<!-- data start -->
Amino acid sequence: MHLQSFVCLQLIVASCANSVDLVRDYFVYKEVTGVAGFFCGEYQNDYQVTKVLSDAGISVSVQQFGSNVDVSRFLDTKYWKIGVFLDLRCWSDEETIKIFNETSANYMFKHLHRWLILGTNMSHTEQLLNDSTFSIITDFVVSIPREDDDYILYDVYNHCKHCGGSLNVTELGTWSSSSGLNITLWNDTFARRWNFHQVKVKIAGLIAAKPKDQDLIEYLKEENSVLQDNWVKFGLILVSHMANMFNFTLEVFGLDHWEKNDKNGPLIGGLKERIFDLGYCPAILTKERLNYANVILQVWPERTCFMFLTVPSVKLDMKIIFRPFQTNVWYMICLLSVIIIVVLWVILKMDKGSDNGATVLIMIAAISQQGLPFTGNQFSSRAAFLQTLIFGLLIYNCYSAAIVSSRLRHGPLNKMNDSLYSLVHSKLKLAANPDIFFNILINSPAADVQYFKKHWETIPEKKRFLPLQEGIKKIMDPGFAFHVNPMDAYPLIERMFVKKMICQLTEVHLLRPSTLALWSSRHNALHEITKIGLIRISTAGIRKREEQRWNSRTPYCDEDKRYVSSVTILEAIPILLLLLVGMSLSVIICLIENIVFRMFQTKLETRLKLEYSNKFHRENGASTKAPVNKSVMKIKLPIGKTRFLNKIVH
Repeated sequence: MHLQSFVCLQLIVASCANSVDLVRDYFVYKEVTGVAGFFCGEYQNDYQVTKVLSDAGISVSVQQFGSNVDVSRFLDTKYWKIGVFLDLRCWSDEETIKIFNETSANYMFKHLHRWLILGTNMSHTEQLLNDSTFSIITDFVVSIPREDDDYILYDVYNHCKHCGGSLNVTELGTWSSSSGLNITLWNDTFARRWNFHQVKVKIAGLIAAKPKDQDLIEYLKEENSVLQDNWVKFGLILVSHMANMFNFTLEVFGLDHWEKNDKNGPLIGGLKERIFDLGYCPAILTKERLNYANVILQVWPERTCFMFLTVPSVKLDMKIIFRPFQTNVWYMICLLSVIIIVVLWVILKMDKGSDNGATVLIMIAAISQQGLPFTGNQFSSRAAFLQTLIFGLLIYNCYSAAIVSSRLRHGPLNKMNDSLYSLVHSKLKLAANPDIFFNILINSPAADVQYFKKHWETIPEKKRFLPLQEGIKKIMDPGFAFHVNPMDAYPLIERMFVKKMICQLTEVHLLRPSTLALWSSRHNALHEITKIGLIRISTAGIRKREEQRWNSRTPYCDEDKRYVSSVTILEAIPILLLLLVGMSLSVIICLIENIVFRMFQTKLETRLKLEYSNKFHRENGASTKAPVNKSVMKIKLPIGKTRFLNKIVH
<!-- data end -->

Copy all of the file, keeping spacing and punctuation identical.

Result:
Amino acid sequence: MHLQSFVCLQLIVASCANSVDLVRDYFVYKEVTGVAGFFCGEYQNDYQVTKVLSDAGISVSVQQFGSNVDVSRFLDTKYWKIGVFLDLRCWSDEETIKIFNETSANYMFKHLHRWLILGTNMSHTEQLLNDSTFSIITDFVVSIPREDDDYILYDVYNHCKHCGGSLNVTELGTWSSSSGLNITLWNDTFARRWNFHQVKVKIAGLIAAKPKDQDLIEYLKEENSVLQDNWVKFGLILVSHMANMFNFTLEVFGLDHWEKNDKNGPLIGGLKERIFDLGYCPAILTKERLNYANVILQVWPERTCFMFLTVPSVKLDMKIIFRPFQTNVWYMICLLSVIIIVVLWVILKMDKGSDNGATVLIMIAAISQQGLPFTGNQFSSRAAFLQTLIFGLLIYNCYSAAIVSSRLRHGPLNKMNDSLYSLVHSKLKLAANPDIFFNILINSPAADVQYFKKHWETIPEKKRFLPLQEGIKKIMDPGFAFHVNPMDAYPLIERMFVKKMICQLTEVHLLRPSTLALWSSRHNALHEITKIGLIRISTAGIRKREEQRWNSRTPYCDEDKRYVSSVTILEAIPILLLLLVGMSLSVIICLIENIVFRMFQTKLETRLKLEYSNKFHRENGASTKAPVNKSVMKIKLPIGKTRFLNKIVH
Repeated sequence: MHLQSFVCLQLIVASCANSVDLVRDYFVYKEVTGVAGFFCGEYQNDYQVTKVLSDAGISVSVQQFGSNVDVSRFLDTKYWKIGVFLDLRCWSDEETIKIFNETSANYMFKHLHRWLILGTNMSHTEQLLNDSTFSIITDFVVSIPREDDDYILYDVYNHCKHCGGSLNVTELGTWSSSSGLNITLWNDTFARRWNFHQVKVKIAGLIAAKPKDQDLIEYLKEENSVLQDNWVKFGLILVSHMANMFNFTLEVFGLDHWEKNDKNGPLIGGLKERIFDLGYCPAILTKERLNYANVILQVWPERTCFMFLTVPSVKLDMKIIFRPFQTNVWYMICLLSVIIIVVLWVILKMDKGSDNGATVLIMIAAISQQGLPFTGNQFSSRAAFLQTLIFGLLIYNCYSAAIVSSRLRHGPLNKMNDSLYSLVHSKLKLAANPDIFFNILINSPAADVQYFKKHWETIPEKKRFLPLQEGIKKIMDPGFAFHVNPMDAYPLIERMFVKKMICQLTEVHLLRPSTLALWSSRHNALHEITKIGLIRISTAGIRKREEQRWNSRTPYCDEDKRYVSSVTILEAIPILLLLLVGMSLSVIICLIENIVFRMFQTKLETRLKLEYSNKFHRENGASTKAPVNKSVMKIKLPIGKTRFLNKIVH